Heroin in Suburbia: New Face of Addiction

The first time Lauren, a suburban teenager in Connecticut, took a prescription pain killer, she says she was sick with strep throat during her freshman year in college and grabbed a Percocet from her parents' medicine cabinet. She never dreamed where that one pill would take her.

A few weeks later, she took an OxyContin pill to help her sleep. The next day she took another. "Once I started, I never stopped," she said.

In less that two years, Lauren, who asked that her last name not be used because of privacy concerns, said she was spending $300 to $400 a day on pills. She stole jewelry from her mother and aunt in North Haven, an upper middle class bedroom community near New Haven, Conn., and passed back checks, racking up close to $20,000 in debt, according to her mother.

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But when she still couldn't afford pills, which can cost more than $60 each on the street, Lauren turned to something more affordable and more deadly to satisfy her addiction: heroin.

"When you think of a heroin addict, you don't think of me," she said. "But that's what I became."

"When you're sick" from withdrawal "nothing else matters except making it go away," she said. "I took whatever I could find, whatever was there."

Though overall heroin use has remained relatively stable nationwide, numerous police agencies across the country say the drug, once the scourge of poor inner cities, has in the last several years attracted a new generation of users who are largely young, middle-class and living in rural and suburban areas.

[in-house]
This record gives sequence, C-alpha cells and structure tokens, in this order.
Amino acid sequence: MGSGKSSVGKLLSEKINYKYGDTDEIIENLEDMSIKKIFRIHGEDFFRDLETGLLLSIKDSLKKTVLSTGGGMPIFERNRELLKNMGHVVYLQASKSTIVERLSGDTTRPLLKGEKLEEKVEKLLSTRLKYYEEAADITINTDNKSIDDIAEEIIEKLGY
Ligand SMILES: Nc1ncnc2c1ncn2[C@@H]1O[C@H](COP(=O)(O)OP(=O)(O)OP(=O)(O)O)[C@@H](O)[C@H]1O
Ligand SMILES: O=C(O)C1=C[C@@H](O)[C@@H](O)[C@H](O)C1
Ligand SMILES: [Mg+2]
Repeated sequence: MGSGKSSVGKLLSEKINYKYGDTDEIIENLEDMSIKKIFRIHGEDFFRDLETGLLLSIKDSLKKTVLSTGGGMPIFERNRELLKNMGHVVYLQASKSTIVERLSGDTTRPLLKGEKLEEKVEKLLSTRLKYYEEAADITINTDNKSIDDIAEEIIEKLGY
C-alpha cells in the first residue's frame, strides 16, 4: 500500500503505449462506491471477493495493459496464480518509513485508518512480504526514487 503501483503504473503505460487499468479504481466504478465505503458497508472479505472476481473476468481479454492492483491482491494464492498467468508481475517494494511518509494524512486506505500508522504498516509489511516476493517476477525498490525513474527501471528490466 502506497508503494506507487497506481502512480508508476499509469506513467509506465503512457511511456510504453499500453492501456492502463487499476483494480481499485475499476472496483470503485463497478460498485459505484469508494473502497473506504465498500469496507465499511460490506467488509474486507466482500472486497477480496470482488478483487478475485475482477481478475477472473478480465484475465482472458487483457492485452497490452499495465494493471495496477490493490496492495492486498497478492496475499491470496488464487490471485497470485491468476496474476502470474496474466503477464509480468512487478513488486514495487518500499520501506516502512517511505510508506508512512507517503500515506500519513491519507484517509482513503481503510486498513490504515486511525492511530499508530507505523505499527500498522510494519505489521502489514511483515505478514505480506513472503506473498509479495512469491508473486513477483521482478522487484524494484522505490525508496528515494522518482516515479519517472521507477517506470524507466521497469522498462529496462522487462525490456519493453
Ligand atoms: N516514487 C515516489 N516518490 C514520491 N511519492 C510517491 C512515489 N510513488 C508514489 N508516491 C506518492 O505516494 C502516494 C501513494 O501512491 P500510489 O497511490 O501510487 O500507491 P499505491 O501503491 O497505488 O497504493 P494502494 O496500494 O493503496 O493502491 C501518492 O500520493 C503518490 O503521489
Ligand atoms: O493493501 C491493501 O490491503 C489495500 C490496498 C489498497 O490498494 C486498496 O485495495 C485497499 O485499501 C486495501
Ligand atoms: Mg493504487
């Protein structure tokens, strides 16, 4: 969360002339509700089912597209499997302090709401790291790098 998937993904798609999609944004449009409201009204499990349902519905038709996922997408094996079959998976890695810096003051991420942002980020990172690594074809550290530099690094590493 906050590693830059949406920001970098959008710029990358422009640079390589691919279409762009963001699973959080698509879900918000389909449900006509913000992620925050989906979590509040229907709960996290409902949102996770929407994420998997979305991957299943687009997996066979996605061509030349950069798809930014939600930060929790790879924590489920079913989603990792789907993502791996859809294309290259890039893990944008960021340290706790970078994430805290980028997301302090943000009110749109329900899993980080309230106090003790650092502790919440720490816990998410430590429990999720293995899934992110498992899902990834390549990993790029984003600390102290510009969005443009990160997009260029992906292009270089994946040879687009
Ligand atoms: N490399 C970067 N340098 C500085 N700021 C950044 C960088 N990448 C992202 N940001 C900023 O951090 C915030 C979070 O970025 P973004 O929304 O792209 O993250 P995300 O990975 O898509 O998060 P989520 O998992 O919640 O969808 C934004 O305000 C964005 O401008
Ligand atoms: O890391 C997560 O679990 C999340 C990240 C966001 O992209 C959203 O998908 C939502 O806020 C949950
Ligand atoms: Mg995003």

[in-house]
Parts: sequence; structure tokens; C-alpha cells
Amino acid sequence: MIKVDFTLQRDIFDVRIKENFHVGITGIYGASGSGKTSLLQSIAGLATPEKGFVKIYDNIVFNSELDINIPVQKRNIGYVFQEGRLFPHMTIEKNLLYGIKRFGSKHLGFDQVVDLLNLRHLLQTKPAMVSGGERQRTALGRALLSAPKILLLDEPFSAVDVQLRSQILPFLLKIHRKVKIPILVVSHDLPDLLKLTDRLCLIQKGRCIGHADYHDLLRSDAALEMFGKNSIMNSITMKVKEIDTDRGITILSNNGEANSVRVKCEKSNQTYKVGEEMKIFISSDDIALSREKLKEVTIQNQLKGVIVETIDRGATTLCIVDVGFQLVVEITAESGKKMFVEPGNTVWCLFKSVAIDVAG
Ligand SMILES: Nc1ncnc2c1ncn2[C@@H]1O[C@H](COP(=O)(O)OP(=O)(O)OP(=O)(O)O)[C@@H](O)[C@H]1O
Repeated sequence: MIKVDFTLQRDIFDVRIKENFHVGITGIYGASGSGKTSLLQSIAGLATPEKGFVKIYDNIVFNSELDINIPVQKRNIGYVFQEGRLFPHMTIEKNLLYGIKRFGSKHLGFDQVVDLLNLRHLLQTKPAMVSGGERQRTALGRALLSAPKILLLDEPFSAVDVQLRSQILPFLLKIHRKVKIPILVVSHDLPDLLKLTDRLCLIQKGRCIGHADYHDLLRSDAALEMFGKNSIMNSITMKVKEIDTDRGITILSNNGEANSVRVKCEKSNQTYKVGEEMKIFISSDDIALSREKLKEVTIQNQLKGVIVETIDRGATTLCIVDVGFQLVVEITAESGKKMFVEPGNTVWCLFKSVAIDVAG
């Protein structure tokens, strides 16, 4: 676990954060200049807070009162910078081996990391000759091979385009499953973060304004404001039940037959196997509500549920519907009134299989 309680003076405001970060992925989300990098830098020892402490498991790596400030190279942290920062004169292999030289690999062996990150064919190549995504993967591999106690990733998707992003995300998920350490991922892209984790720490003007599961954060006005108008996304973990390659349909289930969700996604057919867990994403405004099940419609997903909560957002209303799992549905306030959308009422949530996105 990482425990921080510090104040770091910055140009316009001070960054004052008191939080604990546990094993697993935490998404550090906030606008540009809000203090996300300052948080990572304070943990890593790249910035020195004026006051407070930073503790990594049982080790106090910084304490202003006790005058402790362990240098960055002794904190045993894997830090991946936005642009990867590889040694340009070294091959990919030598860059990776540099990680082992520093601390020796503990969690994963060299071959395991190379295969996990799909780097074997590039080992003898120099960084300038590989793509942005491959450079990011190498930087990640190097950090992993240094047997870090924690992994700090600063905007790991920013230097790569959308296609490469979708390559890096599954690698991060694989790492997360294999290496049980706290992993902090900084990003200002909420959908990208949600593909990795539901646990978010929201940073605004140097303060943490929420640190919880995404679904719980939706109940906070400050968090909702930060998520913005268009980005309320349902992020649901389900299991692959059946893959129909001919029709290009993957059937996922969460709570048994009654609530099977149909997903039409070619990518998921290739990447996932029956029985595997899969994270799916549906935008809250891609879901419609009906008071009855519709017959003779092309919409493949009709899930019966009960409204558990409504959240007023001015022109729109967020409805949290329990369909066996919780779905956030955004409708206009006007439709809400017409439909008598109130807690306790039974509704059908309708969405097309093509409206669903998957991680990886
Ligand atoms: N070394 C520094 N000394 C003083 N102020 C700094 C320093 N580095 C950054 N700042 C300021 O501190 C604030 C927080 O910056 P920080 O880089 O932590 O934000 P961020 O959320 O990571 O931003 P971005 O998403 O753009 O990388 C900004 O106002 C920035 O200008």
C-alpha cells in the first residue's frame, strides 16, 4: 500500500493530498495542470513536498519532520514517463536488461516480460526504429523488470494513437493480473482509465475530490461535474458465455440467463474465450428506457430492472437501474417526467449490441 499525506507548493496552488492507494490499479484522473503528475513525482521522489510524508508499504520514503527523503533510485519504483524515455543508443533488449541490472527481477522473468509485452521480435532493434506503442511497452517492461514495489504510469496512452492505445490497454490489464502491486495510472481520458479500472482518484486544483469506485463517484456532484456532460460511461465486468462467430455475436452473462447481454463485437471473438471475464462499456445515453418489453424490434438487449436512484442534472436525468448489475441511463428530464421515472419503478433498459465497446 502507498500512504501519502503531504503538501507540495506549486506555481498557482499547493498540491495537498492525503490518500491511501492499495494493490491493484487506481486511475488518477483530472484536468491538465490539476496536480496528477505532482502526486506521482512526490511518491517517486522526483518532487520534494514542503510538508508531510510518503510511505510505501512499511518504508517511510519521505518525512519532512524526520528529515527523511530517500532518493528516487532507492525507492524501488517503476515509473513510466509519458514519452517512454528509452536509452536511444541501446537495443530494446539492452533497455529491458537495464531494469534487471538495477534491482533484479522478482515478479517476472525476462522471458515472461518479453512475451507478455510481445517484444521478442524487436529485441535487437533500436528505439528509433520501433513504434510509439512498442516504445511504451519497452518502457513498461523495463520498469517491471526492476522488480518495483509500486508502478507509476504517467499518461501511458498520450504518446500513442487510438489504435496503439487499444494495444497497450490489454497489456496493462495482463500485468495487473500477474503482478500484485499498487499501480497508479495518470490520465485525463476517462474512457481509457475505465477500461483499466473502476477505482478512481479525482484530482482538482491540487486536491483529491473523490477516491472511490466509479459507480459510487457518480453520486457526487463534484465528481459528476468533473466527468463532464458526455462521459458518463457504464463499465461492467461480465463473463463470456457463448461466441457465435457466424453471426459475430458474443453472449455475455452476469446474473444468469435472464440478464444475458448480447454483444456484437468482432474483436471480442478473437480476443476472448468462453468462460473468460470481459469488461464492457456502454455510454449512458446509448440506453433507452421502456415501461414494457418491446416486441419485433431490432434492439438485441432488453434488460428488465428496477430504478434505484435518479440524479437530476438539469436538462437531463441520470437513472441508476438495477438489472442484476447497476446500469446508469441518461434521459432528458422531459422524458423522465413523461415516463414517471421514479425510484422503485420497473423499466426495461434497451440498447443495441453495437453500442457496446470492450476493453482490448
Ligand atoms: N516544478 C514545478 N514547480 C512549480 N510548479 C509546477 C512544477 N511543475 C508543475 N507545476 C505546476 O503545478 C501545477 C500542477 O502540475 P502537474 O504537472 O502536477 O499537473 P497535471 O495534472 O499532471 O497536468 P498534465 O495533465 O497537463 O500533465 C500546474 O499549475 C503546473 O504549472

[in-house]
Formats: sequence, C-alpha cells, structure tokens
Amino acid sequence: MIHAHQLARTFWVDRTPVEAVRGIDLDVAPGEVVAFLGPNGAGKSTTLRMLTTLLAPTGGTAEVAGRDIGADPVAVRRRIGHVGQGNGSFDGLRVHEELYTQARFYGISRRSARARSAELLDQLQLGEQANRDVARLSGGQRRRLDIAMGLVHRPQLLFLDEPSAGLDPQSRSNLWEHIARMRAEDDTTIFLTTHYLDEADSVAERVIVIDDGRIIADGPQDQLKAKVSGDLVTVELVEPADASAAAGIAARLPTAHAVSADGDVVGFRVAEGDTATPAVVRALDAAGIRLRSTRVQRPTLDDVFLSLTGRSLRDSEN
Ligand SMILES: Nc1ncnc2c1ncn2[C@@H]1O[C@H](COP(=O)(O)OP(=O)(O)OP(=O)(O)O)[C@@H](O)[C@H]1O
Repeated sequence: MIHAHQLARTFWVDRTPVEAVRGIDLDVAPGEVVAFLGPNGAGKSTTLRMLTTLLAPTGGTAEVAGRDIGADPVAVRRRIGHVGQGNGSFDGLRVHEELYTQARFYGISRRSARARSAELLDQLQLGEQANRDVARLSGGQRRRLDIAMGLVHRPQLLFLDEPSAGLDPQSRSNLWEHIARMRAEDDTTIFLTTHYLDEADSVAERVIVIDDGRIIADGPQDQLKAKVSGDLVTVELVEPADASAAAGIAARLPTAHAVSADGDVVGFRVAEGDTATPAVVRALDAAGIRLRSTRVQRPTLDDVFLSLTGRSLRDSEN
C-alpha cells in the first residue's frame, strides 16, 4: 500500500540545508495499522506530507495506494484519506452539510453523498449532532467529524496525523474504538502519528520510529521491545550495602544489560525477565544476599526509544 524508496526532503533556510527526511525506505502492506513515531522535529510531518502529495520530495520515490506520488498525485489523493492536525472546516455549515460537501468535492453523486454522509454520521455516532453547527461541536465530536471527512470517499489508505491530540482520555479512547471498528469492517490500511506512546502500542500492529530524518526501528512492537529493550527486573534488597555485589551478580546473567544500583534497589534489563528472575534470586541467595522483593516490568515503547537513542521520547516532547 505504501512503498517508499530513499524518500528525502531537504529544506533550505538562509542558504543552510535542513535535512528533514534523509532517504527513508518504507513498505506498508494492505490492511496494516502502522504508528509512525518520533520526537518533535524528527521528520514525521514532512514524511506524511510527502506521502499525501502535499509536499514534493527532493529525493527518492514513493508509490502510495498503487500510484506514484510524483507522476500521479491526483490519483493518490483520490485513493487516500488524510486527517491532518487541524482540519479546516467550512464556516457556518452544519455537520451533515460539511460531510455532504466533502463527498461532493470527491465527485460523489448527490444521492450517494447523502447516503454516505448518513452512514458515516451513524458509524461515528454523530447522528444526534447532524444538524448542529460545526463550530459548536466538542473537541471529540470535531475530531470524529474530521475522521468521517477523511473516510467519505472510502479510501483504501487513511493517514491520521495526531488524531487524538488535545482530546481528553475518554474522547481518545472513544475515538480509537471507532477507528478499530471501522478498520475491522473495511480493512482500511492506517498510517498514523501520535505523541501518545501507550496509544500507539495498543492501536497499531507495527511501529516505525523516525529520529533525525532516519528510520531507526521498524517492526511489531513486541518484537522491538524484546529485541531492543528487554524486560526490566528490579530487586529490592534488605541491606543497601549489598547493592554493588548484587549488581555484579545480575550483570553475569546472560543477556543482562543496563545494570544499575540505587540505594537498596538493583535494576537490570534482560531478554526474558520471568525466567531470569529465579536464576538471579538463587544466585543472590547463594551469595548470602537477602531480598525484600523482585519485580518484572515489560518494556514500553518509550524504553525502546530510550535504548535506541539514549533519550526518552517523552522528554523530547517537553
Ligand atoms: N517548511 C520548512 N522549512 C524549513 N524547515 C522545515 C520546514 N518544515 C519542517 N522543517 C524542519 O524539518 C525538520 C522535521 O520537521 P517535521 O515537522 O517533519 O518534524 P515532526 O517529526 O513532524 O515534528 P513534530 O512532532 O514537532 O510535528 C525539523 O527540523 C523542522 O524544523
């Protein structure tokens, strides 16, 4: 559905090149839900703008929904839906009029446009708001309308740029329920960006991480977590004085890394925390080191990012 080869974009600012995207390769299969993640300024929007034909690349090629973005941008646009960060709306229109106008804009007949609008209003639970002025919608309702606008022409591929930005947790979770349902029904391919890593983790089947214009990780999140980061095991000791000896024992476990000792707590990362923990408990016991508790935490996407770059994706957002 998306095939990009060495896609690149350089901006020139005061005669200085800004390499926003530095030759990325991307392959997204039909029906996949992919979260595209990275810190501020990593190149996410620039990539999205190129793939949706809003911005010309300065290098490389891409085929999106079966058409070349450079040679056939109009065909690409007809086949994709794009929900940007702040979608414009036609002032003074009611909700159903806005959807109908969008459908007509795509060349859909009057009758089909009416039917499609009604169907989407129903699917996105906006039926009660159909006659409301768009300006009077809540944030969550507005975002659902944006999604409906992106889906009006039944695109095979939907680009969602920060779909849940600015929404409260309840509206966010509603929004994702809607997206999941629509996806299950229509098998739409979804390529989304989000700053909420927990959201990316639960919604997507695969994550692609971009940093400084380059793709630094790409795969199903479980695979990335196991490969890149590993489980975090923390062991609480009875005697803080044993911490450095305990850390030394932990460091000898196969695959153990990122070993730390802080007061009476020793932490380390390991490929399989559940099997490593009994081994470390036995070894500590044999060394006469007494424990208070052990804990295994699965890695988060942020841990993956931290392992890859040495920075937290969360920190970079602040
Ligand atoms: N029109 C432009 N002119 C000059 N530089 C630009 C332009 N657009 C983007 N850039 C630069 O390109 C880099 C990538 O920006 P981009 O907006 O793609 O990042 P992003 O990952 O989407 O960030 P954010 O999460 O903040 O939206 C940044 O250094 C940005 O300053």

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At least part of that resurgence, police say, is a side effect of the explosion in prescription drug abuse. Federal statistics show that nearly 7 million Americans abused prescription drugs in 2007, more than marijuana, cocaine, heroin and Ecstasy combined -- an 80 percent increase since 2000.

Police fear the boom in pain killer abuse is leading teens and young adults, like Lauren, from pills to heroin, a cheaper and more powerful – and far more dangerous - opiate.

"It's an economics thing. If someone is hooked on Oxy and can't afford to pay $80 per pill, then they turn to heroin," which can cost as little as $4 a hit, said Drug Enforcement Administration spokesman Garrison Courtney.

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National statistics show that heroin use among high school students and young adults is relatively uncommon compared with other illegal drugs and has remained basically unchanged in the last few years.

But local law enforcement agencies say that an increasing number of young people are using the drug.

"People say that heroin went away. It's never gone anywhere," said Special Agent Douglas Collier of the New Jersey division of the DEA. "But the user group has changed. The old time heroin user was the guy on the street corner. Now we have kids from the suburbs."

Heroin, an opiate made from the poppy plant, works on the body in the same way as many prescription drugs such as morphine and Oxycontin. It is among the most addictive drugs and can be injected, smoked or snorted.

The 2008 National Drug Threat Assessment from the National Drug Intelligence Center, a division of the Justice Department, called prescription drug abuse leading to adolescent heroin abuse an "emerging concern" to law enforcement and a trend that was likely to continue as prescription pain killers become more difficult to obtain.

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